Comparing the Two Approaches

Historically, literate Taiwanese people were educated primarily in Literary Chinese. When writing Taiwanese, they would thus mostly borrow characters that are commonly used in Literary Chinese, using semantic or phonetic loans for most words with no clear Chinese origin. There were some exceptions, where certain words came to be widely written with newly invented characters (such as 𫔘 for tú, 𨑨迌 for chhit-thô, 拵 for chūn, and 迺 for se̍h), but such cases were rare. Some of these inventions are essentially phonetic loans with an added radical, such as 拵 and 迺.

As mentioned, TJC generally follows these traditional choices, and when they differ from them or when historical precedence is scant they give thorough, well-researched explanations. They also recognize the flaws of using Chinese characters, and explicitly recommend using romanizations for a number of non-Chinese words.

The MOE, meanwhile, strays from historical usage much more than TJC does. When they do, it is generally for one of the following reasons:

  • For a large number of characters, the MOE seems to have ignored or neglected the traditionally used characters. Such characters are often listed by TJC as the most commonly used ones for a given word, but aren’t even mentioned in the MOE explanations. It looks like the MOE simply failed to do the research. This accounts for many discrepancies between the two recommendations.
  • The MOE is very eager to claim a character as a word’s ancestral character—that is, as the character traditionally used to write a word from which a Taiwanese word is descended. This leads to recommendations such as 𠢕 (⿱敖力), which it claims is the ancestral character of gâu, even though the character was never commonly used and the corresponding word possibly never existed in spoken language. Sometimes, the MOE doesn’t explicitly claim ancestry, but chooses an uncommon character because both meaning and pronunciation somewhat match the Taiwanese word. Two examples of this are 踅 for se̍h and 囥 for khǹg, which were both invented to write other varieties of Chinese and have never been used for Taiwanese.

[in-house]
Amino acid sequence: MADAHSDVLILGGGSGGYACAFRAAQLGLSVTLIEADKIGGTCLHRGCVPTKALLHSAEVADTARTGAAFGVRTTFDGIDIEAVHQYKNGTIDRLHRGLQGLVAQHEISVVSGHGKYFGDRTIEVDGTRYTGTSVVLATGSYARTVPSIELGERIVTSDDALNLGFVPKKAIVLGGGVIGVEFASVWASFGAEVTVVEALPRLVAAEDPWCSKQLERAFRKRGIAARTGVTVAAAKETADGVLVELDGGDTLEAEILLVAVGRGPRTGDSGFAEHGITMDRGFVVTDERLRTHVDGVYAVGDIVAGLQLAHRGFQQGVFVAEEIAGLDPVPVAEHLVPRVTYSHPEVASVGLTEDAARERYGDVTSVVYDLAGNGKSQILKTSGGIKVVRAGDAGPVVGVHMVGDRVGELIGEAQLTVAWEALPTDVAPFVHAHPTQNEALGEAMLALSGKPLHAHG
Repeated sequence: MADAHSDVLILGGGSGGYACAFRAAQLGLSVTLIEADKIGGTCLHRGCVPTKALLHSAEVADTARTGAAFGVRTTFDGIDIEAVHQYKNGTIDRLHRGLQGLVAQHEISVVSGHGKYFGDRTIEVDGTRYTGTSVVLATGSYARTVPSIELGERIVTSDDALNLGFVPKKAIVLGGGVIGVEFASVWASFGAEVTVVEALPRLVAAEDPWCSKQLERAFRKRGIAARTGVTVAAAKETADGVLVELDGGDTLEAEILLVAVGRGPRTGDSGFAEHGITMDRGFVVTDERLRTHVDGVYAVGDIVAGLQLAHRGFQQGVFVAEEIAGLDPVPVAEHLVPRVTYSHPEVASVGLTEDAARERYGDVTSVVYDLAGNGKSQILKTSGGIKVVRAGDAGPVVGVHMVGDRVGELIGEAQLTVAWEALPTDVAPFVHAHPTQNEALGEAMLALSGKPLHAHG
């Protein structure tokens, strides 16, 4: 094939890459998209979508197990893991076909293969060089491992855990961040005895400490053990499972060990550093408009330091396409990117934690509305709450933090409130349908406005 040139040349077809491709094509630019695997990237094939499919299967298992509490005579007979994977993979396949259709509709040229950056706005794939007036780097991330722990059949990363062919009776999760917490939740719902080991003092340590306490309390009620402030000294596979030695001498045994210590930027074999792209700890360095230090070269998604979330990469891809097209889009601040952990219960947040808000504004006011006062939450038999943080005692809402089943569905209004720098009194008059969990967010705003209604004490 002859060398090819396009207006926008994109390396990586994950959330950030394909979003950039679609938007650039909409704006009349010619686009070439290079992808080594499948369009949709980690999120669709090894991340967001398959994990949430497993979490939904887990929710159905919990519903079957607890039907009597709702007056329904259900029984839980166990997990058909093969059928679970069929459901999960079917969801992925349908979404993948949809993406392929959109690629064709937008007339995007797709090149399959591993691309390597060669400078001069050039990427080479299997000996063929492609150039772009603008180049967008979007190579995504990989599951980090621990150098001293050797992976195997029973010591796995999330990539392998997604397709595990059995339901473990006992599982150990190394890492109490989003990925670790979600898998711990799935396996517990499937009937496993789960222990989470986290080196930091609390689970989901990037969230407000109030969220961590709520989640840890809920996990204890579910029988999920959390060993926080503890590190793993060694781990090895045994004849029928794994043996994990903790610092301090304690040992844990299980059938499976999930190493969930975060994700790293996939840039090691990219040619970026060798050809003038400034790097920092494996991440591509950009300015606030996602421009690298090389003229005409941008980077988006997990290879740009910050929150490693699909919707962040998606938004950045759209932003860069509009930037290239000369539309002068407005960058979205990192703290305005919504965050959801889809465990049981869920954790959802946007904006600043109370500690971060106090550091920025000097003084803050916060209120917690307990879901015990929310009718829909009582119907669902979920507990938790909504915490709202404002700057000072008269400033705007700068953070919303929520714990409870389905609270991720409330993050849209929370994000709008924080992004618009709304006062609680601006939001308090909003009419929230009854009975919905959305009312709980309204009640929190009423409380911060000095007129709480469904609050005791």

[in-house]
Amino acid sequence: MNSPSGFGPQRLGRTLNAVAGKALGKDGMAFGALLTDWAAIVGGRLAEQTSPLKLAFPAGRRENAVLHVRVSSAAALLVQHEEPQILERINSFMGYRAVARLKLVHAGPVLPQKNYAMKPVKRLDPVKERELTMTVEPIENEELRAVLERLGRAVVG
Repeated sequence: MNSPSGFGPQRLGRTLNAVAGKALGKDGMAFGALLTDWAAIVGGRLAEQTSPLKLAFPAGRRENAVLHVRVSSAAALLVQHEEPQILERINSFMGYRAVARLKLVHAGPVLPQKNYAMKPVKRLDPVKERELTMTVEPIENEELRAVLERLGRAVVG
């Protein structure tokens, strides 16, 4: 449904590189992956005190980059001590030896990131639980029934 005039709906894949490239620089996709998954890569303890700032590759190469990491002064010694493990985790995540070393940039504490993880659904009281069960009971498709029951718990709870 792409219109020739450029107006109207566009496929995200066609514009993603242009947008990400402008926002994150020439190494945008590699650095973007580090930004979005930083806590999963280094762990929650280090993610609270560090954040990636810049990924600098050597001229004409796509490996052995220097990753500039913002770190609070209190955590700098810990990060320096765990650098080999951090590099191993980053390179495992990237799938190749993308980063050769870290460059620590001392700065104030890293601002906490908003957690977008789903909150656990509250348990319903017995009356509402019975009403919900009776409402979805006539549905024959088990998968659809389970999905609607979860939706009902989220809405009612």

• The MOE is much more likely to deem a traditional usage as ambiguous and recommend different characters as a result. An example is the recommendation 毋 for m̄, which has always been written with the semantic loan 不. 不 is pronounced put in a small number of Taiwanese words and when reading Classical Chinese, so the MOE recommended 毋 for m̄ to disambiguate. But any fluent Taiwanese speaker would be able to differentiate the two pronunciations. Another example is the adjective súi (“beautiful”), for which the MOE recommends the uncommon character 媠, but which has always been written with the phonetic loan 水 (súi), which means “water”. These are radically different meanings, and are unlikely to be confused. Most such “disambiguating” choices are like this: they ignore that writing is used by literate people who can understand context.

I don’t think any of these are convincing reasons to depart from the semantic or phonetic loans that were historically used. A large number of the newly recommended characters are highly uncommon, which increases the number of characters one has to know without any real benefits. It also makes for text that looks and feels uglier, because Literary Chinese characters with fewer strokes and richer literary associations have been replaced by new or uncommon characters.

September 2020